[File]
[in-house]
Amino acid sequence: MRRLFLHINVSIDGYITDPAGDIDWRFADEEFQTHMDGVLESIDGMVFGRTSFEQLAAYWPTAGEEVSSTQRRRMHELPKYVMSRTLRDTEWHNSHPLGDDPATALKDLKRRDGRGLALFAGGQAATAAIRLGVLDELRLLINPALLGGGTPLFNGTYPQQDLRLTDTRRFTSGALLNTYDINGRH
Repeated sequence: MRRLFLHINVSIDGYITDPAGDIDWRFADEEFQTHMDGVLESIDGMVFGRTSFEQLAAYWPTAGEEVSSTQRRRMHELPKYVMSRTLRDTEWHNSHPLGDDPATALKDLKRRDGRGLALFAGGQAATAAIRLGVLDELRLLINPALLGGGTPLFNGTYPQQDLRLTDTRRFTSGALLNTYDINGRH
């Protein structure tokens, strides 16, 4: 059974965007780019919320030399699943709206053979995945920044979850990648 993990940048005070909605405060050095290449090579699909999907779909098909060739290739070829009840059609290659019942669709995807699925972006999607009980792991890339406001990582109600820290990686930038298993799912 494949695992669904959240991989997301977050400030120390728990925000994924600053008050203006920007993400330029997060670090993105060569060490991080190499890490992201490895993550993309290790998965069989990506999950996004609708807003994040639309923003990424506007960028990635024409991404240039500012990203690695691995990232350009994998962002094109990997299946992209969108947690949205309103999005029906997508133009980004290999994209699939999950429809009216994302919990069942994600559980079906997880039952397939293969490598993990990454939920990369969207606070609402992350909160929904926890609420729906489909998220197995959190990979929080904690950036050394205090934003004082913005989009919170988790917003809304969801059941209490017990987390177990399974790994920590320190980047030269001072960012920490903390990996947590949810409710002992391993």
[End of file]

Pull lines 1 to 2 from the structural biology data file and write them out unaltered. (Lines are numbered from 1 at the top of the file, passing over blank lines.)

[in-house]
Amino acid sequence: MRRLFLHINVSIDGYITDPAGDIDWRFADEEFQTHMDGVLESIDGMVFGRTSFEQLAAYWPTAGEEVSSTQRRRMHELPKYVMSRTLRDTEWHNSHPLGDDPATALKDLKRRDGRGLALFAGGQAATAAIRLGVLDELRLLINPALLGGGTPLFNGTYPQQDLRLTDTRRFTSGALLNTYDINGRH